Thursday, December 31, 2009

A new priest

On Wednesday, December 30, Monseñor Luis Alfonso Santos ordained Celeo Castro a priest for the diocese of Santa Rosa de Copán. Padre Celeo is the 48th diocesan priest the bishop has ordained in his twenty-five years as bishop.

Monseñor Santos came to a diocese with only 16 diocesan priests and made it a priority to find diocesan priests among the people. There are now over 50 diocesan priests to serve the 1.2 million people who live in the five departments of southwestern Honduras. There is one parish served by Capuchin Franciscans and five parishes served by Spanish Passionists. There are also 20 seminarians at this point.

Several thousands of people came to a field outside San Antonio, Intibucá, just a few kilometers from the Rio Lempa which separates Honduras from El Salvador. About thirty priests concelebrated the Mass.

This was the second ordination I’ve ever attended and it was so different from the Mass in the Newark, New Jersey, Cathedral more than 30 years ago.

During his homily the bishop noted that a priest promises obedience to his bishop – and thus to the whole church. The priest also should make an option for the poor and, though he should care for all people, he should not be identified with the rich and seek their favor. The priest should be effectively and affectively poor because Christ was poor and so he should make make special efforts to serve the poor.

The priest should see the Eucharist as central to his life as a priest. The bishop also commended Eucharistic adoration and added that he would hope that with Eucharistic adoration in the villages there would be less homicides, rapes, domestic violence and drinking bouts.

The bishop was well received by these people and when he commended their pastor, Padre Rigoberto, for his opposition to the coup they applauded heartily.

It was a moving day and another sign of God’s presence here in Honduras. And what again impressed me was the combination in the celebration of deep piety and concern for social justice. The stance of the diocese for the poor, against the coup, against the exploitation of the land by mining and other interests is not more politics; it flows from a deep spirituality of the Incarnation – God becoming a poor human being to save us, to liberate us, from all forms of oppression.

Thank God for this diocese and for the commitment of so many people - bishop, priests, and lay pastoral workers - to spread the message of a God who is on the side of the poor.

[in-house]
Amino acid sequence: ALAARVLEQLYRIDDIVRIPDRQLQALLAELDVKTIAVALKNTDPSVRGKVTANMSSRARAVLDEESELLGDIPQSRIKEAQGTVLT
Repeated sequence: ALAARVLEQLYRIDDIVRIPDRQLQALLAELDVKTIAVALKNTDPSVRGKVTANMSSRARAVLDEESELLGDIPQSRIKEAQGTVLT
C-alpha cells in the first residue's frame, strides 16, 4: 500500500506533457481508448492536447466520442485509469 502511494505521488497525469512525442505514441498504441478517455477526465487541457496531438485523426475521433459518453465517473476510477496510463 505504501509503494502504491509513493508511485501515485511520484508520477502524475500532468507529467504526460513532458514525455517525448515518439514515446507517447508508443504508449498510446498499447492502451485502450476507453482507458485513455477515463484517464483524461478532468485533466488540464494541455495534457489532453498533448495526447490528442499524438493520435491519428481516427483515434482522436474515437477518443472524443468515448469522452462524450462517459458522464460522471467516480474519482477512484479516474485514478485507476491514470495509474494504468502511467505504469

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The first photo shows the mother of Celeo wiping off the chrism with which Padre Celeo was anointed as part of the rite of priestly ordination. In the second photo Bishop Santos ordains Padre Celeo by the imposition of the hands (which occurs before the newly ordained priest's hands are anointed with chrism.)

Tuesday, December 29, 2009

"When the bishop comes"

There is a saying in some parts of Latin America, to indicate that something will almost never happen, “cuando venga el Obispo – when the bishop comes.” Many Catholics in remote areas almost never saw their bishop in their towns and villages.

But here in the diocese of Santa Rosa de Copán, Monseñor Luis Alfonso Santos, makes the effort to get out to the remote parishes and the people know and recognize him.

The bishop invited me to come with him for a few days to visit the southern part of the department [state] of Intibucá, one of the poorest areas of Honduras.

After 5 hours on buses from Gracias, Lempira, to La Esperanza, Intibucá, and then over rough dirt roads from there to southern Intibucá, I arrived in Camasca about 2 pm on December 26 . The colonial church in Camasca, dedicated to the apostle Saint James - Santiago Apostól, dates from the 1550s.

The bishop had confirmed several hundred young people that day in the towns of Magdalena and Santa Lucía. On December 27 he confirmed about 172 young people, mostly between 12 and 17 in Camasca. The celebration was very impressive - the young people in white shirts or blouses and black pants or skirts accompanied by their parents and sponsors. It gave me great joy to see a young man with Downs Syndrome among those being confirmed.

Monseñor Santos, despite the long schedule of the day before and the terrible dirt roads over which he had traveled, lead the celebration with a lot of energy. He is an educator and motivator at heart and encouraged the young people to respond with gusto to the responses at Mass and to sing energetically the songs – often with a theme of liberation.

His homily – somewhat stream of consciousness – was filled with gems. He strongly affirmed the dignity of the human person, especially the poor, encouraging them to see that their dignity does not come from what they have but from being children of God.

He spoke of the need for those who were confirmed to be witnesses in their country, their villages, their families. He urged them to know the Constitution of Honduras and suggested that this be one of the themes that should be part of the preparation for confirmation. He specifically referred to article 2 (“The sovereignty belongs to the people…”) and article 3 (“No one owes obedience to a usurper government nor to those who assume functions or public jobs by the force of arms or using media or procedures that violate … this Constitution and the laws. The acts verified by such authorities are null and void….”)

He clearly sees the de facto government as a usurper government. (Many people in this part of Honduras agree with him - and not only the poor.) The bishop noted that Honduras is governed by irresponsible persons of two main political parties that are virtually the same and who have maintained the people in misery.